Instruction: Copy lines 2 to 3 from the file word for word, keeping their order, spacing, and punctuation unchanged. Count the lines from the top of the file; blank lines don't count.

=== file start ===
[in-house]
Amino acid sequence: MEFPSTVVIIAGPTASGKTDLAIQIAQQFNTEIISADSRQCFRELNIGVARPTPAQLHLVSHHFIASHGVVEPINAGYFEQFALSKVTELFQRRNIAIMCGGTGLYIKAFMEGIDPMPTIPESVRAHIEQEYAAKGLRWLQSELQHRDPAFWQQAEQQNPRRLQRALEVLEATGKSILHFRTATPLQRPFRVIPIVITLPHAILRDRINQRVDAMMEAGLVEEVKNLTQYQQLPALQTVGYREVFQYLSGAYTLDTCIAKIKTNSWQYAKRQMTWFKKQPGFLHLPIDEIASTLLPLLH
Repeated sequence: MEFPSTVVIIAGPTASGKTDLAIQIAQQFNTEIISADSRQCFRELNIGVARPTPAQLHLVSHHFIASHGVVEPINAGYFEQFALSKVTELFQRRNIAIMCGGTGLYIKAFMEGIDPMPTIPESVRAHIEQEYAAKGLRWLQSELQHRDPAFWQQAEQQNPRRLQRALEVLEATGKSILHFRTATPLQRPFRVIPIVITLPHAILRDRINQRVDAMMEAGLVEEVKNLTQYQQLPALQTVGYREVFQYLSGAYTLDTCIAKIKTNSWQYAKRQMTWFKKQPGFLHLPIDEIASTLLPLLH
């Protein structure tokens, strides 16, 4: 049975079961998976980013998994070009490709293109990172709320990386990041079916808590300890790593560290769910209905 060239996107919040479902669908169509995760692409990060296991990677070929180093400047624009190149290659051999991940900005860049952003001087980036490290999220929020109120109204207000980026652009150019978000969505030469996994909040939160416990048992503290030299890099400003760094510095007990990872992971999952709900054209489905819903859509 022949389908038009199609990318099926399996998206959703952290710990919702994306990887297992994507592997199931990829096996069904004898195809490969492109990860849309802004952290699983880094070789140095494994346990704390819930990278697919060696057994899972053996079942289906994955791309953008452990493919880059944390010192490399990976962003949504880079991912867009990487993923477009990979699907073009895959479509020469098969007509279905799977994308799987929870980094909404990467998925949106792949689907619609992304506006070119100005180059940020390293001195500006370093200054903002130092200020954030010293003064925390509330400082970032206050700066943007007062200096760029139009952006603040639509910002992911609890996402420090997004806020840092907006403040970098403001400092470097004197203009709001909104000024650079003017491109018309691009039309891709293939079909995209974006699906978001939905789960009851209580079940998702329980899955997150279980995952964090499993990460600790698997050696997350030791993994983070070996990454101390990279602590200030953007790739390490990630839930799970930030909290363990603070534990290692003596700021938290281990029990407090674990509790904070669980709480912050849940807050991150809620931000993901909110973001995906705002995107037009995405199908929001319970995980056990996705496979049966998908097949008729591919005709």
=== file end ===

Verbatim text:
Amino acid sequence: MEFPSTVVIIAGPTASGKTDLAIQIAQQFNTEIISADSRQCFRELNIGVARPTPAQLHLVSHHFIASHGVVEPINAGYFEQFALSKVTELFQRRNIAIMCGGTGLYIKAFMEGIDPMPTIPESVRAHIEQEYAAKGLRWLQSELQHRDPAFWQQAEQQNPRRLQRALEVLEATGKSILHFRTATPLQRPFRVIPIVITLPHAILRDRINQRVDAMMEAGLVEEVKNLTQYQQLPALQTVGYREVFQYLSGAYTLDTCIAKIKTNSWQYAKRQMTWFKKQPGFLHLPIDEIASTLLPLLH
Repeated sequence: MEFPSTVVIIAGPTASGKTDLAIQIAQQFNTEIISADSRQCFRELNIGVARPTPAQLHLVSHHFIASHGVVEPINAGYFEQFALSKVTELFQRRNIAIMCGGTGLYIKAFMEGIDPMPTIPESVRAHIEQEYAAKGLRWLQSELQHRDPAFWQQAEQQNPRRLQRALEVLEATGKSILHFRTATPLQRPFRVIPIVITLPHAILRDRINQRVDAMMEAGLVEEVKNLTQYQQLPALQTVGYREVFQYLSGAYTLDTCIAKIKTNSWQYAKRQMTWFKKQPGFLHLPIDEIASTLLPLLH